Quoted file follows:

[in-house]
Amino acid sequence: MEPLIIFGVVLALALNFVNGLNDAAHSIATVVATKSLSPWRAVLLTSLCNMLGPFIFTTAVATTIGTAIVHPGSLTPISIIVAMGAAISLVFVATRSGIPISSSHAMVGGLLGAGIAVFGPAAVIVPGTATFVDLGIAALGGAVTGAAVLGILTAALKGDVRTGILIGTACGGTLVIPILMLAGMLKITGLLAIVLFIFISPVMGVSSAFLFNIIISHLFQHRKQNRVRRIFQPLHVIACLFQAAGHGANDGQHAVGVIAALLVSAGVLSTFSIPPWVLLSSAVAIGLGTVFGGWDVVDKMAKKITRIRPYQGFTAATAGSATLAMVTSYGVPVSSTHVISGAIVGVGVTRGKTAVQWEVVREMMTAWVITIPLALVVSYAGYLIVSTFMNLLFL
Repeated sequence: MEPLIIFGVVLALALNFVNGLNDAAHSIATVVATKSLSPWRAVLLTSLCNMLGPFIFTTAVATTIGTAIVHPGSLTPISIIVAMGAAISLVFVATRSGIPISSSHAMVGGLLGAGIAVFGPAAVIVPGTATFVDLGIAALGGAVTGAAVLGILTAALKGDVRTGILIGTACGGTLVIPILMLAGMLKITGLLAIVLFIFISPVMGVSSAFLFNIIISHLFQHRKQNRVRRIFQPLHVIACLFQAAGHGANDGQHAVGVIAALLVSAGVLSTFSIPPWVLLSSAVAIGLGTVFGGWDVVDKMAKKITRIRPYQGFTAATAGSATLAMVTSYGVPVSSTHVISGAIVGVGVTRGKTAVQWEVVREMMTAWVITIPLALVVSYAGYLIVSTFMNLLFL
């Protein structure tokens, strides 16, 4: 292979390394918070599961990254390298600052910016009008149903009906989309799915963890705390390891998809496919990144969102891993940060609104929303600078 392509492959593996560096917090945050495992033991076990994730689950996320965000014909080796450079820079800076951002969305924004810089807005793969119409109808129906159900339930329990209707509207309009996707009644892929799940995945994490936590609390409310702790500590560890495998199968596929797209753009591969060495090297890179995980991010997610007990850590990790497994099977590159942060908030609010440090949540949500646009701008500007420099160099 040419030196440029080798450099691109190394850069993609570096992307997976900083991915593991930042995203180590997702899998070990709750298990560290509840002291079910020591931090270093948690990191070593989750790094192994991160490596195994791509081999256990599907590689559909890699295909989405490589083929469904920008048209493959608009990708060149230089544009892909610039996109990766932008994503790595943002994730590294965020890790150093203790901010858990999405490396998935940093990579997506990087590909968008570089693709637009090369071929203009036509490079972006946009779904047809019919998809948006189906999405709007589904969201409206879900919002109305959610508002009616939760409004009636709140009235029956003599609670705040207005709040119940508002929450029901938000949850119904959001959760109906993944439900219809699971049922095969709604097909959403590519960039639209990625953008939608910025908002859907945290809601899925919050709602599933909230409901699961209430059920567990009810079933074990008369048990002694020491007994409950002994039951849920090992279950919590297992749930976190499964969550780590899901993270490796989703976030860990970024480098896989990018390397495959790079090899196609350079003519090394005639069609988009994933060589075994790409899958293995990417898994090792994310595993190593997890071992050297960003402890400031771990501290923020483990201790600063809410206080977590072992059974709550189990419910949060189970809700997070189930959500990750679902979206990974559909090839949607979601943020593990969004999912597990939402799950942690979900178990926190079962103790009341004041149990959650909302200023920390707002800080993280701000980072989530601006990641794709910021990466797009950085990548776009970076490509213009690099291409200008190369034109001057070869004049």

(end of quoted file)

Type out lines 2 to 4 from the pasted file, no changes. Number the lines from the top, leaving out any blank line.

Amino acid sequence: MEPLIIFGVVLALALNFVNGLNDAAHSIATVVATKSLSPWRAVLLTSLCNMLGPFIFTTAVATTIGTAIVHPGSLTPISIIVAMGAAISLVFVATRSGIPISSSHAMVGGLLGAGIAVFGPAAVIVPGTATFVDLGIAALGGAVTGAAVLGILTAALKGDVRTGILIGTACGGTLVIPILMLAGMLKITGLLAIVLFIFISPVMGVSSAFLFNIIISHLFQHRKQNRVRRIFQPLHVIACLFQAAGHGANDGQHAVGVIAALLVSAGVLSTFSIPPWVLLSSAVAIGLGTVFGGWDVVDKMAKKITRIRPYQGFTAATAGSATLAMVTSYGVPVSSTHVISGAIVGVGVTRGKTAVQWEVVREMMTAWVITIPLALVVSYAGYLIVSTFMNLLFL
Repeated sequence: MEPLIIFGVVLALALNFVNGLNDAAHSIATVVATKSLSPWRAVLLTSLCNMLGPFIFTTAVATTIGTAIVHPGSLTPISIIVAMGAAISLVFVATRSGIPISSSHAMVGGLLGAGIAVFGPAAVIVPGTATFVDLGIAALGGAVTGAAVLGILTAALKGDVRTGILIGTACGGTLVIPILMLAGMLKITGLLAIVLFIFISPVMGVSSAFLFNIIISHLFQHRKQNRVRRIFQPLHVIACLFQAAGHGANDGQHAVGVIAALLVSAGVLSTFSIPPWVLLSSAVAIGLGTVFGGWDVVDKMAKKITRIRPYQGFTAATAGSATLAMVTSYGVPVSSTHVISGAIVGVGVTRGKTAVQWEVVREMMTAWVITIPLALVVSYAGYLIVSTFMNLLFL
């Protein structure tokens, strides 16, 4: 292979390394918070599961990254390298600052910016009008149903009906989309799915963890705390390891998809496919990144969102891993940060609104929303600078 392509492959593996560096917090945050495992033991076990994730689950996320965000014909080796450079820079800076951002969305924004810089807005793969119409109808129906159900339930329990209707509207309009996707009644892929799940995945994490936590609390409310702790500590560890495998199968596929797209753009591969060495090297890179995980991010997610007990850590990790497994099977590159942060908030609010440090949540949500646009701008500007420099160099 040419030196440029080798450099691109190394850069993609570096992307997976900083991915593991930042995203180590997702899998070990709750298990560290509840002291079910020591931090270093948690990191070593989750790094192994991160490596195994791509081999256990599907590689559909890699295909989405490589083929469904920008048209493959608009990708060149230089544009892909610039996109990766932008994503790595943002994730590294965020890790150093203790901010858990999405490396998935940093990579997506990087590909968008570089693709637009090369071929203009036509490079972006946009779904047809019919998809948006189906999405709007589904969201409206879900919002109305959610508002009616939760409004009636709140009235029956003599609670705040207005709040119940508002929450029901938000949850119904959001959760109906993944439900219809699971049922095969709604097909959403590519960039639209990625953008939608910025908002859907945290809601899925919050709602599933909230409901699961209430059920567990009810079933074990008369048990002694020491007994409950002994039951849920090992279950919590297992749930976190499964969550780590899901993270490796989703976030860990970024480098896989990018390397495959790079090899196609350079003519090394005639069609988009994933060589075994790409899958293995990417898994090792994310595993190593997890071992050297960003402890400031771990501290923020483990201790600063809410206080977590072992059974709550189990419910949060189970809700997070189930959500990750679902979206990974559909090839949607979601943020593990969004999912597990939402799950942690979900178990926190079962103790009341004041149990959650909302200023920390707002800080993280701000980072989530601006990641794709910021990466797009950085990548776009970076490509213009690099291409200008190369034109001057070869004049």